Men in the DanceOriginally Published in Hawaii Belly Dancer Magazine.
by Amy Hoff
Reproduced here by kind permission of the author.
When I began teaching in Atlantic Canada, I knew from the beginning that I would teach men. There are several reasons for this. Historically, men have always been involved with the dance; even today, both men and women use belly dance moves in discos in Cairo. I was trained in traditional Jordanian dance by an instructor from Jordan who taught me her family's dance style. I have since danced with, worked for, and learned from Middle Eastern people. Most of them do not have a problem with men belly dancing. If someone has a passion for the dance, who is to say they cannot participate?
I have spoken to many men who are interested in the dance for its own sake. They have told me that some teachers outlaw men from their classes. I find this very sexist, and yes, it is quite possible to be sexist towards men. Women have been shut out of so many things it would seem that they would not wish to shut out others. Besides, there is nothing more interesting than a male in your troupe or performance.
Several men showed up and worked very hard in my classes. All of them were serious about the dance. I realize that there are people out there (men and women both) that are up to no good, but it's unfair to let one bad experience direct your actions. The men who took classes from me were extremely dedicated and a lot of fun to dance with.
One of the men stayed on throughout the entire run of the class and performed in our show. He was a talented dancer and interested in the art form. A caveat, however, is this: I dated this person and in that sense he turned out to be less than chivalrous. This can create a rift within your troupe. So my advice is: never date your students. Romantic attachments can spell trouble for your troupe down the road if things do not work out.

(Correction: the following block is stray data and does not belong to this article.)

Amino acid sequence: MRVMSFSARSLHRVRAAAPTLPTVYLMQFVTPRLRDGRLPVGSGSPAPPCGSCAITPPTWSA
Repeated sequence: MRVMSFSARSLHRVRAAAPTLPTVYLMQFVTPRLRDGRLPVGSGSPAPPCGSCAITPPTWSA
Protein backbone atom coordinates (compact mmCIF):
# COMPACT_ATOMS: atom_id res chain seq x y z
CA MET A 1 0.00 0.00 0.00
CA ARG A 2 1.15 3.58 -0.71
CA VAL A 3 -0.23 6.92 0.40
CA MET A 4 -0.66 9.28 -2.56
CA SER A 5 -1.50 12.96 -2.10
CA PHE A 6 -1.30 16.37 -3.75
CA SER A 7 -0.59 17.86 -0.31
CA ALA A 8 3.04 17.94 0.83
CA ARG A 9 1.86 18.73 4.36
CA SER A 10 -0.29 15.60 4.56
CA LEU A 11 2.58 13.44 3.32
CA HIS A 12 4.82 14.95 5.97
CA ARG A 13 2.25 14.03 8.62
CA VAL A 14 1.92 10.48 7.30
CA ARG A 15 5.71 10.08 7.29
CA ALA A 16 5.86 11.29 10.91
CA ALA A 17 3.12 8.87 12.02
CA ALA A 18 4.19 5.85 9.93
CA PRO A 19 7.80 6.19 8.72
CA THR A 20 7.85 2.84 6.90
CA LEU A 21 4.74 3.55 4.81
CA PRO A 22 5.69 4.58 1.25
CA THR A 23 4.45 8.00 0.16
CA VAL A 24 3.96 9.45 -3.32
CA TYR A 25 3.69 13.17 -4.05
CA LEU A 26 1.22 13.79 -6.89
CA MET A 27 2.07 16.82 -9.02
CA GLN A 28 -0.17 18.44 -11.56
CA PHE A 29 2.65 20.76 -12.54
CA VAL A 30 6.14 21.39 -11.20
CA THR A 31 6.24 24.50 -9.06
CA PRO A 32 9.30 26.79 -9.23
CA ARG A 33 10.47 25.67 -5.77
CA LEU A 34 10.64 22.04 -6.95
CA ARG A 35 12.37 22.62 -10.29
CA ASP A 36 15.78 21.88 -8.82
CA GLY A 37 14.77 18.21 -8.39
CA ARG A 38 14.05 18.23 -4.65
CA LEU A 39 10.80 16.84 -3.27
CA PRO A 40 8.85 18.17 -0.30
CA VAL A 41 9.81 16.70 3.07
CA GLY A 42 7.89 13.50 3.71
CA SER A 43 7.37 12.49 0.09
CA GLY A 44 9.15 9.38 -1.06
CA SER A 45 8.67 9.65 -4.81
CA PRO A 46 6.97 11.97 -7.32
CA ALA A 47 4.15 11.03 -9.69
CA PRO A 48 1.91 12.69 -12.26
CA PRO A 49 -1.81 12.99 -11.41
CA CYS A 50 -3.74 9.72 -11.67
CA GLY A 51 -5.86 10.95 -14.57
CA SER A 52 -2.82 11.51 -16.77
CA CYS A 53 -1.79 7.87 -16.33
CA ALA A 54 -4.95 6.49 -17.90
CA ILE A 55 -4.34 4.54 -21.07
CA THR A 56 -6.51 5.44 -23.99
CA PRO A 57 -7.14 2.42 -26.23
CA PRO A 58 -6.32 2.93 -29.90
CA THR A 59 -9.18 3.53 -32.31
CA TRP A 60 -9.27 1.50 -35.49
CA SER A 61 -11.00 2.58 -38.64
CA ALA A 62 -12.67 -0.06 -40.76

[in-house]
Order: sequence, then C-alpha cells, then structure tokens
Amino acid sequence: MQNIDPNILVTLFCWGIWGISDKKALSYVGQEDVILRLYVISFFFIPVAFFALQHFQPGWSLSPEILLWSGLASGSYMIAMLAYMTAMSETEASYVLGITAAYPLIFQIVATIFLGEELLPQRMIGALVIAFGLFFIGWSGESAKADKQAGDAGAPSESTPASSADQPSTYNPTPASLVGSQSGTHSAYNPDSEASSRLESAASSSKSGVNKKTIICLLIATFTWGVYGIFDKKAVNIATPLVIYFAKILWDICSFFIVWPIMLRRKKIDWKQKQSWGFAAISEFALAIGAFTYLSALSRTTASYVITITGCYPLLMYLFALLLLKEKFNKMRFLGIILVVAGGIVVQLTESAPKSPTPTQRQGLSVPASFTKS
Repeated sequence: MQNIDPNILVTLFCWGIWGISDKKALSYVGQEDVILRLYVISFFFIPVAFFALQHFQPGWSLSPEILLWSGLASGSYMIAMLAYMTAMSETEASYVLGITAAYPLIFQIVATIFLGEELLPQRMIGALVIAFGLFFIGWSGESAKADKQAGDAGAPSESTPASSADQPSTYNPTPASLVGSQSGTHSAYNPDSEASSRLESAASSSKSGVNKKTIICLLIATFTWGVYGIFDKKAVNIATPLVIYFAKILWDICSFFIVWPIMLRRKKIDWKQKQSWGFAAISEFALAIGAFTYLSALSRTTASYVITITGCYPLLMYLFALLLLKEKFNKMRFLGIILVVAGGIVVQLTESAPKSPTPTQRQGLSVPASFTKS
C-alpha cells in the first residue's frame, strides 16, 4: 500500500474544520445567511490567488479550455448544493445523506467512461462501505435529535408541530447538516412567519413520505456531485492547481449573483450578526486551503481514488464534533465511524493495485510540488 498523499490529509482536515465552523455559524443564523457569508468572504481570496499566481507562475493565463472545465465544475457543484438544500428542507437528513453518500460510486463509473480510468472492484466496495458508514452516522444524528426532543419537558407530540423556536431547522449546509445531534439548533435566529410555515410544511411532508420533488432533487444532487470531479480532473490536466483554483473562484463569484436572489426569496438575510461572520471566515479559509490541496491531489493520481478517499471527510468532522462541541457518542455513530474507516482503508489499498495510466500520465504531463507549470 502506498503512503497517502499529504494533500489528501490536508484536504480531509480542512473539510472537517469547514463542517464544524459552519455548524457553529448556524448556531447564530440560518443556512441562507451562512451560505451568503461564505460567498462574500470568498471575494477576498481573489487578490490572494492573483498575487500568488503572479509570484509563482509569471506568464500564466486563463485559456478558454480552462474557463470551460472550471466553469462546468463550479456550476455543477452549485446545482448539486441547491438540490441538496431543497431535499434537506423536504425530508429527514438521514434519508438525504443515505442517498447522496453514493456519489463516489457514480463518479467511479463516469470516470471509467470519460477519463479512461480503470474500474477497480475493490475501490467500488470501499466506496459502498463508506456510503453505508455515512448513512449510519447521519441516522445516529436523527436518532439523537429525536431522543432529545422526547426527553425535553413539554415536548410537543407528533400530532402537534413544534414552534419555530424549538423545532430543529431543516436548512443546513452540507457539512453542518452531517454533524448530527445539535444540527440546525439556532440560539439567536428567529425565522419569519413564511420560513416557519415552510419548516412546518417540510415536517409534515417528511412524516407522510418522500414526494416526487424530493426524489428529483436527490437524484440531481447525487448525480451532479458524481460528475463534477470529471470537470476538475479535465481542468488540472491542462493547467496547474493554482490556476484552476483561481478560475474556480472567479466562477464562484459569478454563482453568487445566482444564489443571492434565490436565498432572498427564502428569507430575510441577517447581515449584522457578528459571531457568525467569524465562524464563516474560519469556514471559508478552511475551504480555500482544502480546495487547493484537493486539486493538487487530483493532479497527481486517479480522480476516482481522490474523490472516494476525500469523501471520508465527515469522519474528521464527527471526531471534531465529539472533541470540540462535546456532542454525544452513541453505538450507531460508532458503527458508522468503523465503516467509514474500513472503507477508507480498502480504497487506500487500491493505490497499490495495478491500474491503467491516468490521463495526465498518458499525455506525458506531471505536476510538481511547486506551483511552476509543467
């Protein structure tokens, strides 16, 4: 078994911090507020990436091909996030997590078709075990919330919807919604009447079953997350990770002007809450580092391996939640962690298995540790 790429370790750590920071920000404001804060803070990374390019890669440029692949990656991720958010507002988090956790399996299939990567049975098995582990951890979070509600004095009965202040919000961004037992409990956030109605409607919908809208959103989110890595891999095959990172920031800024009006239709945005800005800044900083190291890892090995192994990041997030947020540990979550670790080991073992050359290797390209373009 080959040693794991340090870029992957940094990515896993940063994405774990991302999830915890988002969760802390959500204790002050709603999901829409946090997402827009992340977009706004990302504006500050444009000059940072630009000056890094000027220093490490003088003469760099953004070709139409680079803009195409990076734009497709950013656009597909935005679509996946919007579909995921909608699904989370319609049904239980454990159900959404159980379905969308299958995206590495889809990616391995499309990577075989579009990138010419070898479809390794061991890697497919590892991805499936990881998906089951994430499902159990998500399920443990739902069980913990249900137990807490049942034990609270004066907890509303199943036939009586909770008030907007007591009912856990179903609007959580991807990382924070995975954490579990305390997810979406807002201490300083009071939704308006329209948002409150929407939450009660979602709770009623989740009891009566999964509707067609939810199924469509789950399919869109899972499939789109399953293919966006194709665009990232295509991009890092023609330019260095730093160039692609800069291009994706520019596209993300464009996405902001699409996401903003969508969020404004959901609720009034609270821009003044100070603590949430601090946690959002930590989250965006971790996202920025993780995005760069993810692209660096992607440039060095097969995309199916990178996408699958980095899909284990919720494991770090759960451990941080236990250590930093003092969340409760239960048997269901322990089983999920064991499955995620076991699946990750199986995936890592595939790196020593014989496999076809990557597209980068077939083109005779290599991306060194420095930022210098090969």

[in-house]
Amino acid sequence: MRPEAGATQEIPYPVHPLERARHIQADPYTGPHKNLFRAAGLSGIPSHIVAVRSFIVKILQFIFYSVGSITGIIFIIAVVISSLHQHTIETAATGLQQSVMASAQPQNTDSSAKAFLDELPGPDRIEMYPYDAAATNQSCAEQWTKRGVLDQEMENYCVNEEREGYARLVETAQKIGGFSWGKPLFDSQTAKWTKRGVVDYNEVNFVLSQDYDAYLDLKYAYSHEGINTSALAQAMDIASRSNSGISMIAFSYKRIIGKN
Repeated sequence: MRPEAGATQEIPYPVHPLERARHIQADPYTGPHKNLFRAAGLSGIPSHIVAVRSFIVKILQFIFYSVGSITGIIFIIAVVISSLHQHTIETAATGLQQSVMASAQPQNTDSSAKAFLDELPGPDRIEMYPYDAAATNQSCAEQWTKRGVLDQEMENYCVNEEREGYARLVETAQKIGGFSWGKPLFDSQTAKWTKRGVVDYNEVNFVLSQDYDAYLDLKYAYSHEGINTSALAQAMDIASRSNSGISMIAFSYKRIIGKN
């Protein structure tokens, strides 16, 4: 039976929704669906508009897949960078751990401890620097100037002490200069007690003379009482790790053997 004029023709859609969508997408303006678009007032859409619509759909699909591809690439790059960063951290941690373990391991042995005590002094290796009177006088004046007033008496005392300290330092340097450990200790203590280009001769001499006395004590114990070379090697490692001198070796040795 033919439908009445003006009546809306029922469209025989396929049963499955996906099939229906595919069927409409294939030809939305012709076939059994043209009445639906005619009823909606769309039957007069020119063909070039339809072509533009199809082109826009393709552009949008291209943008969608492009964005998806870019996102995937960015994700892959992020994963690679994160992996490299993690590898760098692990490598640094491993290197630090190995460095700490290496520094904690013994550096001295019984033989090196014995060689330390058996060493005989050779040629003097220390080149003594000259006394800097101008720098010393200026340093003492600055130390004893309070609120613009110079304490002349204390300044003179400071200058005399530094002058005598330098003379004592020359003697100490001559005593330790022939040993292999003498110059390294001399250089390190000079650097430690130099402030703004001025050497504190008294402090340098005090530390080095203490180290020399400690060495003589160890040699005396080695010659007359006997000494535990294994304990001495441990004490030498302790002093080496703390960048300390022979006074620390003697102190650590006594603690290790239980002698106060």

Even after this experience, I am still open to men in my classes. I believe that belly dance is for everyone, all ages, sexes, and sizes. Part of what dancers love about this art form is that it works so well with all body types and makes everyone feel sexier. Why deny such a wonderful experience to anyone? I know several male bellydancers have an honest passion for the dance; the first that comes to mind is Zorba, the Veiled Male. He has several informative and thoughtful articles on his website.
A man who loves belly dancing has to face several challenges. There are many people who assume that if a man enjoys belly dance, he must be gay. This is strange because often I have not seen anything more beautiful and masculine than a man belly dancing. They also have to deal with not being accepted into the bellydance community because of their gender and turned away from classes. They may even have to put up with cruel comments from their friends. Many of these men are amazingly talented, and you will be proud to have taught them. There are also male belly dance instructors; I took classes from a few of them. I recommend taking classes from a male professional belly dancer; they see the dance in a unique and interesting way.
In the end, we all know the exotic beauty of this dance. There are men who are dedicated, honest students who will complement your troupe or show. In fact, many of them are headliners: Jim Boz, DaVid from Scandinavia, Jamil from Australia, and several others. Just watching these men dance shows their passion, and the great beauty that can be achieved by men in this art form. Let's all break free from the restraints society has placed us in and open our minds. If he's brave enough to ignore all the stereotypes and come to class, I say: let him dance!